This week’s

April 16, 2017
Sarah Benton


This year Passover 2017 began in the evening of Monday, April 10th and lasts until next Tuesday evening, April 18th. Robert A.H. Cohen, JfJfP’s most dissident of Jews, thinks this most popular of Jewish festivals should be abandoned. When Jews recite the litany of liberation, free movement, redemption, if they are against the liberation of Palestinians they are guilty of ‘communal hypocrisy’:
Passover has lost its meaning

The biggest communal event organised by Palestinians in Israel is the annual March of Return. It is another vital step in the Palestinian programme of remembering. This year, says Jonathan Cook, Israeli police have banned the march for the first time, claiming they lack the officers to police it:
Israeli police ban annual March of Return

Palestinians have a variety of histories they tell and of explanations of their status they give. A thoughtful analytic essay by Nadia Hijab and Ingrid Jaradat Gassner argues that focusing on the end political settlement – 1 or 2 states – sidesteps the vital ‘process of decolonisation’ which Palestinians must undergo to take charge of their own destiny:
What do Palestinians want?

Without a strategy for liberation that engages the people, Palestinians as a whole are at the mercy of individual acts of defiant violence. The ‘knife intifada’ has engaged more women, who use scissors to attack Israeli soldiers. They have killed no-one. Many of them have been shot dead in extra-judicial killings although, for a body of soldiers, disarming a woman wielding a pair of scissors is a perfectly feasible defence:
Scissor women

Wherever there are Jews there are dissidents, meaning here those who reject the establishment idea that Jews’ first loyalty should be to Israel and to national bodies such as AIPAC. Peter Beinart thinks the 2014 group, IfNotNow, is the ‘exemplary group of our age’. The group itself rejects this argument pointing to the leadership of groups who fight against their own oppression. Both arguments here:
IfNotNow leads the way for Jewish critics

IfNotNow puts on spectacular disruptions and events. Most dissidents express their view through support of BDS. In a controversial argument Ahmed Rizk argues, in +972, that instead of shunning Zionism, BDS supporters should try to involve Zionists whose presence would make the BDS argument more weighty and would help squeeze out the antisemitism that the cause can attract:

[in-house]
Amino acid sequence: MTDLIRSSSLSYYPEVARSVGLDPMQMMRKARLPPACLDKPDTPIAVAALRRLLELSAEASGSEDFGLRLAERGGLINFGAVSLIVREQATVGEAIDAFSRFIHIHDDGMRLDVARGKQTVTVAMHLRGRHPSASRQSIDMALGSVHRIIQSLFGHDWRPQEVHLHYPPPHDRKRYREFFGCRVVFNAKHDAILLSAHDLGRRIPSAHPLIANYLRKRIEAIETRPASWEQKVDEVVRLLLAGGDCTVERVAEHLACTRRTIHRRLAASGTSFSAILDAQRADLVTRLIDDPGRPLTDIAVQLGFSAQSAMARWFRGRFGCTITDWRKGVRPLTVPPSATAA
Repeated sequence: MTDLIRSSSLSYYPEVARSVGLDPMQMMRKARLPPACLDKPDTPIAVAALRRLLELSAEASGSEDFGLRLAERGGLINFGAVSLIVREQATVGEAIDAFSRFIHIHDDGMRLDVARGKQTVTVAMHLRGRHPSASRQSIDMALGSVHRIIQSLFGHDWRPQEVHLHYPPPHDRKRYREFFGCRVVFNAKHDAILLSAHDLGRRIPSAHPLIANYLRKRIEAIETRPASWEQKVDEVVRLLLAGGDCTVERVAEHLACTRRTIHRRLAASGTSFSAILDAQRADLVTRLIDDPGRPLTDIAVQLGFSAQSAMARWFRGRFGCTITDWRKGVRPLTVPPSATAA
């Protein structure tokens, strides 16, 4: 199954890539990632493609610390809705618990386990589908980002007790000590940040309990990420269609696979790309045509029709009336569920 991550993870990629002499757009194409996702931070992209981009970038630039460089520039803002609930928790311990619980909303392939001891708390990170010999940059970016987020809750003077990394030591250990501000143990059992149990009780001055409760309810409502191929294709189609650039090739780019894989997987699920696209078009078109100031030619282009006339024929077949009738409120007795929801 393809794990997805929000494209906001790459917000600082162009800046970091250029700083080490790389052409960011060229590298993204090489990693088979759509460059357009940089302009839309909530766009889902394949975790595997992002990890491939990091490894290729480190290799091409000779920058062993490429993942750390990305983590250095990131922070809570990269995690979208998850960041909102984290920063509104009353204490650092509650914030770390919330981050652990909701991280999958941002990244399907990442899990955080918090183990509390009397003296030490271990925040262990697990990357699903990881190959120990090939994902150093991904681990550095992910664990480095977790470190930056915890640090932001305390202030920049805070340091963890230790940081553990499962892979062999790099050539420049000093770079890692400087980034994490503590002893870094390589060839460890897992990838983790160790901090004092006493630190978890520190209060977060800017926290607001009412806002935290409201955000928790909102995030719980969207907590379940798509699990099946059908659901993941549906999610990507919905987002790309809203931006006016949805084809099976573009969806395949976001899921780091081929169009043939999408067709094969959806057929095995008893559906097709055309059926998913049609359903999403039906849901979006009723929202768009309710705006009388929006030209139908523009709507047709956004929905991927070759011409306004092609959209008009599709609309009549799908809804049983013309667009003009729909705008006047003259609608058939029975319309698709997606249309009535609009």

Include the Zionists

Zionists can be of any religion or none. Spare a thought for those who think Zionism is a quite proper expression of Jewish self-determination. The ZOA (Zionist Organisation of America) has helped give Zionism a dirty name by acting in a secretive and manipulative way. Their behind-the-scenes objections to any academic course which takes the lives and culture of Palestinians seriously clearly intimidates people usually committed to free speech. One such is Nicholas Dirks, chancellor of the University of California, Berkeley, who has bent to ZOA pressure as have many other bodies in the USA:
Fear eats free speech on Israel

This international effort to silence Palestinians begins in Israel where Palestinian poet Dareen Tatour is being prosecuted for ‘incitement’. Simply speaking or writing about Palestinian suffering or rights is treated by Israeli authorities as illegal ‘incitement’. She needs support:
Poet pursued as criminal inciter

D. Trump is quite right when he thinks the ‘liberal elite’ is acting, if not conspiring, against him. But he keeps feeding that educated group with the careless ignorance of himself and his team. The balls-up by his press secretary Sean Spicer – unlike Assad, Hitler never used chemical weapons against his own people – might well be believed by his admirers, entrenching a dangerous, if not lethal, ignorance. Facts are pointed out:
Poisonous ignorance

Why the ‘international community’ is so concerned to protect Israel is the matter of many analyses. This bias, in international law, is made evident in the different reactions of the EU to Russia – sanctions for annexing Crimea – and to Israel, a mild request for clearer labelling of products:
The duty of non-recognition

Looking at the state of open political discourse in Arab countries, it is clear that Hamas is by far the most open to debate. This is the result of a period of intense introspection and re-evaluation consequent on the decision to revive the Hamas charter. The old charter declared ‘Jews’ to be the enemy and implied armed resistance was the only option. That’s gone in the new charter. Let’s hope they and their antagonists can find a form of dialogue and bargaining that shifts the stalemate:
What role for the new Hamas?

The significance of the Palestinian plight rises and falls in Arab states though Arab people are more consistent.

An Arab League conference on Palestine produced no new or strategic thinking; the rulers were content with ritual denunciations of Israel:
Platitudes on Palestine

More problematic is the Assad regime in Syria, as upsetting to Arabs as to anyone else. But this regime has kept out western interference and influence for which it commands respect:
Arab silence on Assad’s massacres
And more besides

© Copyright JFJFP 2017